Pandemic and Telework = more varicose veins
MONTREAL, March 16, 2021 /CNW Telbec/ – “With the sedentary lifestyle caused by the pandemic, many Canadians are now experiencing various health problems, including venous problems such as varicose veins. Telework is often the cause, as a sitting position for more than two hours without interruption prevents blood from flowing properly. There is every indication that there has been a significant increase in cases over the past year.” says Dr. Mandy Wong, president of the Canadian Society of Phlebology (CSP).
This issue will be discussed at VEIN WEEK on 5-11 April, an international medical event in which the CSP will participate.
Varicose vein disease affects 50% of people aged 50 years and over in the country and 15% to 25% of all adults (18% of men and 25% of women). In absolute numbers, 3.7 million Canadians have varicose veins. In the worst cases, the disease will cause the skin to harden, form ulcers and even blood clots.
“Keeping your veins in tip top shape is worthwhile, especially with the ongoing COVID 19 pandemic which encourages people to be sedentary.” Treatment of varicose veins by your phlebologist and their encouragement to exercise your calf muscles may reduce your risk of deep vein clots and pulmonary embolism associated with venous disease.
An enemy that is sometimes invisible
Did you know that one in three people can experience pain and varicose veins… without their knowledge? This is because the root of varicose vein disease often starts in the saphenous veins which are only visible with a medical imaging examination. Early varicose vein disease is not always painful. As the disease progresses and the damaged veins dilate and affect more veins, it can become symptomatic and finally visible. Ultrasound examination of the venous symptom early in the disease is important to reduce the extent of damage. Left unchecked, venous disease is progressive. Neglecting it means potentially exposing yourself to serious problems: edema, ulcer, thrombosis, or even pulmonary embolism.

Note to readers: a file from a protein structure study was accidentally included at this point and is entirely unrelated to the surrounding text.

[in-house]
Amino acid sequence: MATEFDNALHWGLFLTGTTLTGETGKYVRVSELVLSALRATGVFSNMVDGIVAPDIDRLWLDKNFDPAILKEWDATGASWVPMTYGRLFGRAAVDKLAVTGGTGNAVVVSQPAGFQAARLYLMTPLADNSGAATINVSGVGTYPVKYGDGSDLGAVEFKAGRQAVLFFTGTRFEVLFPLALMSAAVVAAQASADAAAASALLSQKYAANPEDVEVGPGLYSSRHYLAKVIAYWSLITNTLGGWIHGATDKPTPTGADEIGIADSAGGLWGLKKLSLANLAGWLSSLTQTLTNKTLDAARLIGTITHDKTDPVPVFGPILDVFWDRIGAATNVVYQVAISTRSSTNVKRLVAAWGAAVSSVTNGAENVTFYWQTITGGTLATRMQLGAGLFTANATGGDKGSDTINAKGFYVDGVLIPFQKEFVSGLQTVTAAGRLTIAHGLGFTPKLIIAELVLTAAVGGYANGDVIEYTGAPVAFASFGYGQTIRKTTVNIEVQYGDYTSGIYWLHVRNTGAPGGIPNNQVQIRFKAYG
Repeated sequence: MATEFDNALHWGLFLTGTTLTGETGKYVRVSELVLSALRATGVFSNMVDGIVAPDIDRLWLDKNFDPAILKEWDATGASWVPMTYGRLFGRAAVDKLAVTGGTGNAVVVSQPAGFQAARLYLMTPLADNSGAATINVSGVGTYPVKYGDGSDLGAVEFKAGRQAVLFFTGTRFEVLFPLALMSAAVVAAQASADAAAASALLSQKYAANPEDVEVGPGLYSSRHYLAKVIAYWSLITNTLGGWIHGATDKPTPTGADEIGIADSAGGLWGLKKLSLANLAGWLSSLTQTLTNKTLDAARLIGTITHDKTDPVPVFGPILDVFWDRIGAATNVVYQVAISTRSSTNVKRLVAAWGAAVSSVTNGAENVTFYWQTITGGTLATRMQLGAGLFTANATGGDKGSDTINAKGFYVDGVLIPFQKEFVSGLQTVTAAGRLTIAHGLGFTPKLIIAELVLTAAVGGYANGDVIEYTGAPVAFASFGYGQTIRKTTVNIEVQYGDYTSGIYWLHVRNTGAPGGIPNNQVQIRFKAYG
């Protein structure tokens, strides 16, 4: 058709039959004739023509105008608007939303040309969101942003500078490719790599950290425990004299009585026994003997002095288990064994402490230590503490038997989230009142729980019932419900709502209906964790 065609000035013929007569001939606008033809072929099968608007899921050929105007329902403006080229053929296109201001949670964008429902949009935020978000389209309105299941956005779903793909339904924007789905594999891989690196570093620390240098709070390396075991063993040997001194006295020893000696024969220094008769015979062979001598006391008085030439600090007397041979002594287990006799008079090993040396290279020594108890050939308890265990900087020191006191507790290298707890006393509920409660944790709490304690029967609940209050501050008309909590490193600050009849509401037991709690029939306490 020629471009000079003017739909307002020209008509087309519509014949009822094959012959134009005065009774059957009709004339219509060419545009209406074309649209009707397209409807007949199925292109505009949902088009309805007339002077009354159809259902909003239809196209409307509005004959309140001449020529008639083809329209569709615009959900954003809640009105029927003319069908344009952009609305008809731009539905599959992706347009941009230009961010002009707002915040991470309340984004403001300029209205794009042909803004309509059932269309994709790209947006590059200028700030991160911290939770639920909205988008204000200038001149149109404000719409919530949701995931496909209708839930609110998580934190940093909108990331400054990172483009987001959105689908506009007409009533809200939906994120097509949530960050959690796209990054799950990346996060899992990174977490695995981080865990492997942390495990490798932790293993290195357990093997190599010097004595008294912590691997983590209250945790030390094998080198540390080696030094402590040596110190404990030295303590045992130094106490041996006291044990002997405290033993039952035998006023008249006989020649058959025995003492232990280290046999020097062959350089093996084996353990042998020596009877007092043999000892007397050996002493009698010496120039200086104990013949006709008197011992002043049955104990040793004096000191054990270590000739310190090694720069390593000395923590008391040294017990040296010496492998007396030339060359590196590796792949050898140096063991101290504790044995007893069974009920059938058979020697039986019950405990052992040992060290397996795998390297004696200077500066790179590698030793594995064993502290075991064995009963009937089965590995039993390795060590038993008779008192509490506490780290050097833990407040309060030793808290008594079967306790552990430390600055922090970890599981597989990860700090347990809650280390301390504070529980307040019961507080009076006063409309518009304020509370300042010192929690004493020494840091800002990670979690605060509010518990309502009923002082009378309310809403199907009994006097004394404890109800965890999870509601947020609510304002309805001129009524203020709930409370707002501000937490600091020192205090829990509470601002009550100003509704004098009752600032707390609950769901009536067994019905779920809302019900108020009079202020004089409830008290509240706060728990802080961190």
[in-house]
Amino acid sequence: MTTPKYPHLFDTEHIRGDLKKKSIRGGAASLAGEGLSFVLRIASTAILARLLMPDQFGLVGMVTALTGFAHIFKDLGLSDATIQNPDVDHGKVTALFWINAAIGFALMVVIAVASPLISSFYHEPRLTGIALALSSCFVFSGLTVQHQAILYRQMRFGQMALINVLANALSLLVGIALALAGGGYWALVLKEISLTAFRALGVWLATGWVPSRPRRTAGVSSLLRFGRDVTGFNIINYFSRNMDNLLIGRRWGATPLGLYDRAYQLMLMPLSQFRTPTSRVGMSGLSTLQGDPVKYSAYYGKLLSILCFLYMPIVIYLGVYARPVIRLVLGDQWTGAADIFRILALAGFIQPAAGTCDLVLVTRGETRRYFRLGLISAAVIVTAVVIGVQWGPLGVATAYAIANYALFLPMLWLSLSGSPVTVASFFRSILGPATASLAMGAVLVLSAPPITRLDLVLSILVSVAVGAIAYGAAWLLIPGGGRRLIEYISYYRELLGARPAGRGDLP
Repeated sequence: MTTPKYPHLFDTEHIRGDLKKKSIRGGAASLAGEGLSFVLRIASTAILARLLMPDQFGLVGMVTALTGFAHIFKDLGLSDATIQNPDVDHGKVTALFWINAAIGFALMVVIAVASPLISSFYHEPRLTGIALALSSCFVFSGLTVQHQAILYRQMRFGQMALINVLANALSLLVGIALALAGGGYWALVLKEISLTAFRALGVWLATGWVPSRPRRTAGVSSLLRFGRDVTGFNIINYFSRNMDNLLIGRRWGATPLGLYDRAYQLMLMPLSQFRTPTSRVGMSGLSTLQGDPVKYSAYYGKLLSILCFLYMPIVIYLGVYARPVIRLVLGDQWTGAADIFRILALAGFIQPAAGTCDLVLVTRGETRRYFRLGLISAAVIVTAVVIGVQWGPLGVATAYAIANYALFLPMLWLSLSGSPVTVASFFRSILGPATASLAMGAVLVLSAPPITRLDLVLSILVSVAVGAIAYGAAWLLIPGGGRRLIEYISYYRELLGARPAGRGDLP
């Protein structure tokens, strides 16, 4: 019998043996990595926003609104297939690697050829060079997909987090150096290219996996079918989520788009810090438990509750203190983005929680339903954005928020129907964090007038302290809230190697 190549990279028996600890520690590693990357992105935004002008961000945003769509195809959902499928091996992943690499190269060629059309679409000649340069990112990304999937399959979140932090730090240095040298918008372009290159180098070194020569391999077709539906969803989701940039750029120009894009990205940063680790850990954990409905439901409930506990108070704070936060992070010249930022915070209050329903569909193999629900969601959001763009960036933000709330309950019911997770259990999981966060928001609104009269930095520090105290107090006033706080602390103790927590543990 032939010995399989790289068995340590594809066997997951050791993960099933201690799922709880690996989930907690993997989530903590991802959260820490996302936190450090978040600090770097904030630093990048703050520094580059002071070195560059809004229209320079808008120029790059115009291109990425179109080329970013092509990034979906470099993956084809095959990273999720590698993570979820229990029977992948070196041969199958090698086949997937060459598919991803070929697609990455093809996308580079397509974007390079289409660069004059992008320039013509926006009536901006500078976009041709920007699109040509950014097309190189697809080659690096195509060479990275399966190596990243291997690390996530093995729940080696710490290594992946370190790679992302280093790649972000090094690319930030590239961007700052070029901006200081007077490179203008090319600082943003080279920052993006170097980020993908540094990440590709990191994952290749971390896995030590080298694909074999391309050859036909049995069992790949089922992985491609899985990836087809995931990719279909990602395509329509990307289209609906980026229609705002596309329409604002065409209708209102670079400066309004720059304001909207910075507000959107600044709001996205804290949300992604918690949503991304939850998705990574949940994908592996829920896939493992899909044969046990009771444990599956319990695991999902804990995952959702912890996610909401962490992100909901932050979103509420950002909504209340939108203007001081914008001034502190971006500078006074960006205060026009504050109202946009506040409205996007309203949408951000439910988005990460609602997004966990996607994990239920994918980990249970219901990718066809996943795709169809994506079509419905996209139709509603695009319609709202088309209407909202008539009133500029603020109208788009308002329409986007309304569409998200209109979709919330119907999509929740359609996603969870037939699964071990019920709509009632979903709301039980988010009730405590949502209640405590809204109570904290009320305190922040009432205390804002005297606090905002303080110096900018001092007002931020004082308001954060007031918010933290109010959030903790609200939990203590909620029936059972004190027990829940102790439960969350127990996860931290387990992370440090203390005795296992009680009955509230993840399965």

The phlebologist: essential in the prevention and control of varicose veins
To avoid unpleasant surprises and unnecessary suffering, a consultation with a phlebologist is highly recommended. Phlebologists are doctors who specialize in venous and lymphatic diseases who prevent and correct such serious situations, which go far beyond aesthetics. They:
- Analyze the condition and function of the venous system and lymphatic vessels.
- Treat all veins (superficial, visible and invisible) and diagnose the dangers of deep veins.
- Detect and treat problems such as heavy legs, tingling, restless leg syndrome, clots etc.
- Recognize and help diagnose pelvic varicose veins (abdominal, vaginal and vulvar). Not always apparent, they can cause a lot of pain and congestion, including during intercourse and menstruation.
A stitch in time saves nine
Simple gestures and good lifestyle habits improve the flow of blood flow to the heart. Walking and aerobic activities such as swimming and cycling are highly recommended. Phlebologists also recommend that the legs be raised as often as possible, especially in the evening. People who spend much of the day standing or sitting should be on tiptoe for 2-3 minutes each hour. “Wearing compression stockings also helps reduce venous stasis”, says Dr. Wong. “There is a wide variety of over-the-counter compression stockings available in pharmacies making it difficult for people to know which to choose. Consultation with a phlebologist would provide a prescription for the strength of compression best suited your individual condition. Additionally, they can recommend proven supplements that can decrease the swelling and pain in your legs due to varicose vein disease. »
Dr. Mandy Wong
20 years’ experience in phlebology utilizing duplex ultrasound diagnosis, liquid sclerotherapy, ultrasound guided foam sclerotherapy and endovenous laser ablation
President, Canadian Society of Phlebology
Diplomate of the American Board of Venous & Lymphatic Medicine
Fellow Member of the Canadian Society of Phlebology
Diplomate of the American Board of Laser Surgery
Medical Director of Restore Dermapure Vein & Skin Centre
Master of Medicine in the Field of Skin Cancer, Queensland University
Postgraduate Diplomate in Practical Dermatology, Cardiff University
SOURCE Canadian Society of Phlebology
For further information: For more information on venous and lymphatic diseases or for an interview with Dr. Wong, please contact [email protected] or 514-591-7914